The Flexible Work Time Initiative

The Flexible Work Time Initiative would ask Berkeley and the state of California to pass laws making it easier for employees to choose part-time work and other flexible working arrangements. (Read the text of the initiative.)

The Flexible Work Time Initiative logo

The Flexible Work Time Initiative logo

“This sort of law is important to promote better work-family balance,” Charles Siegel, initiative organizer and author of The Politics of Simple Living, said in a statement. “But we also want to emphasize the environmental benefit of giving people the choice of downshifting economically. If people choose to work shorter hours and to consume less, then they will also pollute less.”

He claims having more flextime would do many things:

  • It would create stronger families: The standard 40-hour week dates back to a time when families were expected to have stay-at-home mothers. Today, American parents with children say that they have trouble balancing their work and family obligations.
  • It would create more jobs: If people worked less, employers would have to hire more people. The Dutch say that promoting part-time work caused what they call the “Dutch employment miracle”: unemployment fell from 13% in the mid-1980s to 6.7% in 1996, the lowest level in Western Europe at the time.
  • It will lessen human impact on the environment. Europeans work fewer hours than Americans, and consume less energy. Flextime could lower American energy consumption and greenhouse gas emissions by 20%, according to a study by the Center for Economic and Policy Research.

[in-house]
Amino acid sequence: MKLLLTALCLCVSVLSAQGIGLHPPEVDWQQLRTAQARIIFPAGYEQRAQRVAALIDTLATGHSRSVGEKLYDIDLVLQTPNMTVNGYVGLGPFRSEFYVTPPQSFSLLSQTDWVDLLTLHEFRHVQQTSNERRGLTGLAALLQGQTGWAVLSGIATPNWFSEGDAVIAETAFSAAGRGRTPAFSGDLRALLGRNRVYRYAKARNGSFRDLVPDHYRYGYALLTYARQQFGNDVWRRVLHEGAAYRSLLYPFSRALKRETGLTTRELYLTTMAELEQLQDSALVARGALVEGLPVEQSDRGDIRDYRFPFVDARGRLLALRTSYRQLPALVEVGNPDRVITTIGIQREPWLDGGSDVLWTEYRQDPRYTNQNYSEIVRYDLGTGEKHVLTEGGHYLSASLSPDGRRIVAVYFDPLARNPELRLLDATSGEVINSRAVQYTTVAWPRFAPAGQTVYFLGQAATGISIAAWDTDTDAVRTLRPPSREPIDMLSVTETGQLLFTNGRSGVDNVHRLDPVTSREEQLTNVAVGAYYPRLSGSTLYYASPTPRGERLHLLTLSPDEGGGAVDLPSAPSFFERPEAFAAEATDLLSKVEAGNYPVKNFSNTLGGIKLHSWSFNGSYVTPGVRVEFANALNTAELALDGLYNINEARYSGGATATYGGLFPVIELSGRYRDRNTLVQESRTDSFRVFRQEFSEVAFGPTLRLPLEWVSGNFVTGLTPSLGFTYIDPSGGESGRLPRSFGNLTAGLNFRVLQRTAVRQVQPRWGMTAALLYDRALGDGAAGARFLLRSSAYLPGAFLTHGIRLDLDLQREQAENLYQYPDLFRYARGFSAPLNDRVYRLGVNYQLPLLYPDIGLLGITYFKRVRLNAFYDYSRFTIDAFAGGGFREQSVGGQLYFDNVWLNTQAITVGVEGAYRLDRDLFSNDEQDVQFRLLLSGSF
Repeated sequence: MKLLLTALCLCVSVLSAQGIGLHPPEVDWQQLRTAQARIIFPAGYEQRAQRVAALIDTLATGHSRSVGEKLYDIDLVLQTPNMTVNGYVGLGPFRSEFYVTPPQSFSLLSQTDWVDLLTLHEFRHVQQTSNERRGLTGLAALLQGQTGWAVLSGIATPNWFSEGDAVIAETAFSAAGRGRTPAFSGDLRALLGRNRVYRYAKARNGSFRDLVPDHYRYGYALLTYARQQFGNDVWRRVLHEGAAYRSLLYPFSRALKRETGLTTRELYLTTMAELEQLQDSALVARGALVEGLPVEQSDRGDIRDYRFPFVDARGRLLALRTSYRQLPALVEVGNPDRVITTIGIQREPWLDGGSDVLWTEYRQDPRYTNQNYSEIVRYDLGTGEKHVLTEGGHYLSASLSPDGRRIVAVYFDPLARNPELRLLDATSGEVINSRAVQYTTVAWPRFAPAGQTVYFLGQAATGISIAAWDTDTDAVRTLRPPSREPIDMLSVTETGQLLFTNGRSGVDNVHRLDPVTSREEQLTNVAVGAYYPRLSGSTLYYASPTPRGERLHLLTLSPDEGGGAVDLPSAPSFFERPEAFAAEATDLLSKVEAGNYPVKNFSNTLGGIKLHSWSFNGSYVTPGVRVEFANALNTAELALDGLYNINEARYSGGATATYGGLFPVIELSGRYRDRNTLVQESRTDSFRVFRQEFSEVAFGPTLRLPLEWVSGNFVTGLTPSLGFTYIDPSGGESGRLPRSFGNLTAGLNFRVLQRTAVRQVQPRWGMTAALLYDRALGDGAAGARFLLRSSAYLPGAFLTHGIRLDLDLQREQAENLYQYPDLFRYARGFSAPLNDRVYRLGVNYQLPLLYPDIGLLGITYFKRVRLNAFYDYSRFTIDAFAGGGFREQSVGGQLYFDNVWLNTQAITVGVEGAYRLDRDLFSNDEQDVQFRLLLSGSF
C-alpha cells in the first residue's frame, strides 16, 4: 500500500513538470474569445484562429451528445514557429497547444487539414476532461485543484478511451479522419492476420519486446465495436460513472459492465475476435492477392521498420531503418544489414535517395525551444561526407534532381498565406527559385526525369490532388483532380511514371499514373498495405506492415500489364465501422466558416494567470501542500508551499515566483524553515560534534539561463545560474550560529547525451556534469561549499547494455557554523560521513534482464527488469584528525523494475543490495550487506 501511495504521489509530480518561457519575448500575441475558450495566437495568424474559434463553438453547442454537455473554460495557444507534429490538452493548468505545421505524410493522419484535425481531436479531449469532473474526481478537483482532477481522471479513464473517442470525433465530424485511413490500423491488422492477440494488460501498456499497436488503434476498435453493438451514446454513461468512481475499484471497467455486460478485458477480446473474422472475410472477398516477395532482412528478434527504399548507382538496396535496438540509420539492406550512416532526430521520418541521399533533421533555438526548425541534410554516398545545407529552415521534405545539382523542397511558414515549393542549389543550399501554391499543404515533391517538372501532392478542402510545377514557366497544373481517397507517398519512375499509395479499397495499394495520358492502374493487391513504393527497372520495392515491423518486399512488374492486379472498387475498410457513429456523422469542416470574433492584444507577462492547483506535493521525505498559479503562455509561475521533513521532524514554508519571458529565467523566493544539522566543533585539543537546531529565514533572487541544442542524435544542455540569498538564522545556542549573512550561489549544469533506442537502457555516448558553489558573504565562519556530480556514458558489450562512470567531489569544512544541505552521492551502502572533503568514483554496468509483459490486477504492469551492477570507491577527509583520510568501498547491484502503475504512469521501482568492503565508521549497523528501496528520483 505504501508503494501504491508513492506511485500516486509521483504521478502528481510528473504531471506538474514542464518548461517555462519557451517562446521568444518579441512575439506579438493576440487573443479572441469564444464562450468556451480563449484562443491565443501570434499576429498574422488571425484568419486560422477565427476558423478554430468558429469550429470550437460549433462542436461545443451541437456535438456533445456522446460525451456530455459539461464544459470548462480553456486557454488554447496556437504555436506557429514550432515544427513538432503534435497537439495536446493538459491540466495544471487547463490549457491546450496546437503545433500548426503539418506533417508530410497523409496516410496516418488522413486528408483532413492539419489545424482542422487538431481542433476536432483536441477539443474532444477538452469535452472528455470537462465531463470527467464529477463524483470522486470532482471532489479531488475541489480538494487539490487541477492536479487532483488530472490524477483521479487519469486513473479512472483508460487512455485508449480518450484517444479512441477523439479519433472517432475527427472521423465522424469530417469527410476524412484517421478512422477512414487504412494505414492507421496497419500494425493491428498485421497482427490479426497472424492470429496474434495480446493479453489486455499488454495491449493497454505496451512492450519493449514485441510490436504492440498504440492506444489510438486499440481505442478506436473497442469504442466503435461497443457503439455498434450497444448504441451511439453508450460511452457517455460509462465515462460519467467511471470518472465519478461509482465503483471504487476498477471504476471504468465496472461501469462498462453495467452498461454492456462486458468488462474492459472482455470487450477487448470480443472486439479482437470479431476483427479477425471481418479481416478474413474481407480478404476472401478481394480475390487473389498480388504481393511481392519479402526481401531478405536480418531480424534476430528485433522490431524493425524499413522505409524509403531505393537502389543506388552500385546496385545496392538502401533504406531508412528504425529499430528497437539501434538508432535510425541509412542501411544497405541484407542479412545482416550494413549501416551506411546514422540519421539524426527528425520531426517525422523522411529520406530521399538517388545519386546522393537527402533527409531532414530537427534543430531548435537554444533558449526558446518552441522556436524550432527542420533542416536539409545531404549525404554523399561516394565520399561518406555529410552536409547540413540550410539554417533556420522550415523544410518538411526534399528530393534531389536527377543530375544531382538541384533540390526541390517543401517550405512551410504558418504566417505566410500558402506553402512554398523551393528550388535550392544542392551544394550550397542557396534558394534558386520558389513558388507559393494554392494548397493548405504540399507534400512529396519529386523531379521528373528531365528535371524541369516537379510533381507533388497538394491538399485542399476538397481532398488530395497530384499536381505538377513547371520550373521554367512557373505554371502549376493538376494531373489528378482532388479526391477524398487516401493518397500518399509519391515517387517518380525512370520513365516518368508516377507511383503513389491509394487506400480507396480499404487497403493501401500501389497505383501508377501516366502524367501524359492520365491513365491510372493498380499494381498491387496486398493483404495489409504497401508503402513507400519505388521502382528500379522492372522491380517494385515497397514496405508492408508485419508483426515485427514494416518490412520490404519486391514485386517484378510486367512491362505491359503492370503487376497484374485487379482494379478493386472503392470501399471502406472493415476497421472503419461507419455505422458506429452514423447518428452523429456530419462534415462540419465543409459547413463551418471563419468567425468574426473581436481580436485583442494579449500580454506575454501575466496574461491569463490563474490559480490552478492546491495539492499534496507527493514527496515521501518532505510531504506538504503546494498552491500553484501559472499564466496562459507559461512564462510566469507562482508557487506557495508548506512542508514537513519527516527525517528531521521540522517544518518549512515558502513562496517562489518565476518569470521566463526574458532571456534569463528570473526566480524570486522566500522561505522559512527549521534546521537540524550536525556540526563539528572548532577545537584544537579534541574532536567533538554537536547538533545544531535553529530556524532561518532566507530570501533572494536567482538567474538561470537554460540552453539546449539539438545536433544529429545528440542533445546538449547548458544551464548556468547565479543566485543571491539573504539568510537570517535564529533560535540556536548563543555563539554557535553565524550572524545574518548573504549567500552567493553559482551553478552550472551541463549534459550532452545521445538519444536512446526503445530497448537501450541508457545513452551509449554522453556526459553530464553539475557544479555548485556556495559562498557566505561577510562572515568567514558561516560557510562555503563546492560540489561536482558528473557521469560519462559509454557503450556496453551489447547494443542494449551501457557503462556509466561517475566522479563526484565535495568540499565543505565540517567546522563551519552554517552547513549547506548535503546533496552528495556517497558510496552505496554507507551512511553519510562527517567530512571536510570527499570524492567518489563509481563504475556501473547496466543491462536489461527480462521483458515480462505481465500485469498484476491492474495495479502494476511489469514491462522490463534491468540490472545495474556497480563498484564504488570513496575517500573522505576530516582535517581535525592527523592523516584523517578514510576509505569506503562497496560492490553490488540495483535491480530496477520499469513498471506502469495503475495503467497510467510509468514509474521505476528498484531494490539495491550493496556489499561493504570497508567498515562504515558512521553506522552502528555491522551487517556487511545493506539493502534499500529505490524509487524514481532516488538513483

City officials are considering placing a soda tax and parks initiative on the ballot. Berkeley residents are also circulating other ballot initiatives — including two related to an increased minimum wage —but haven’t yet turned in signatures.

Read all Election 2014 coverage on Berkeleyside.

Plans firm up for Berkeley soda tax, parks measure (05.21.14)
Would new green initiative kill two downtown highrises? (05.14.14)
Initiative aims to tighten “green” parts of downtown plan (05.05.14)
New 16-story hotel proposed for downtown Berkeley (12.19.13)
New 120-foot building proposed for downtown Berkeley (12.09.13)
First high-rise in 40 years planned for downtown Berkeley (12.21.12)
Lawsuit challenges Berkeley’s new downtown plan (06.06.12)
After seven years, Berkeley gets a new downtown plan 

Follow Berkeleyside on Twitter and Facebook. Email us at tips@berkeleyside.com. Get the latest Berkeley news in your inbox with Berkeleyside’s free Daily Briefing.

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  • Liberal Louis

    Charles, I’m curious to see how this would play out for my business. Since you are deeply involved with the bill, have you back tested this against your employees, payroll and operating costs to see how it impacted your net income? Maybe you’ve already implemented it at your business. How has it worked out?

  • Dubai Dave

    “In the real world, most people cannot retire at age 60, no matter how hard they work or how well they plan financially.”

    That’s because they are getting ripped off at every turn by the state to pay for others poor decisions and to blow up things all over the planet.

  • Danyelle Smeeth

    I should have made myself more clear. The path to wealth and power for those with few marketable skills or creative ideas is left leaning politics. See the Clintons, who went into the presidency worth about $800k and today are worth north of $100,000,000.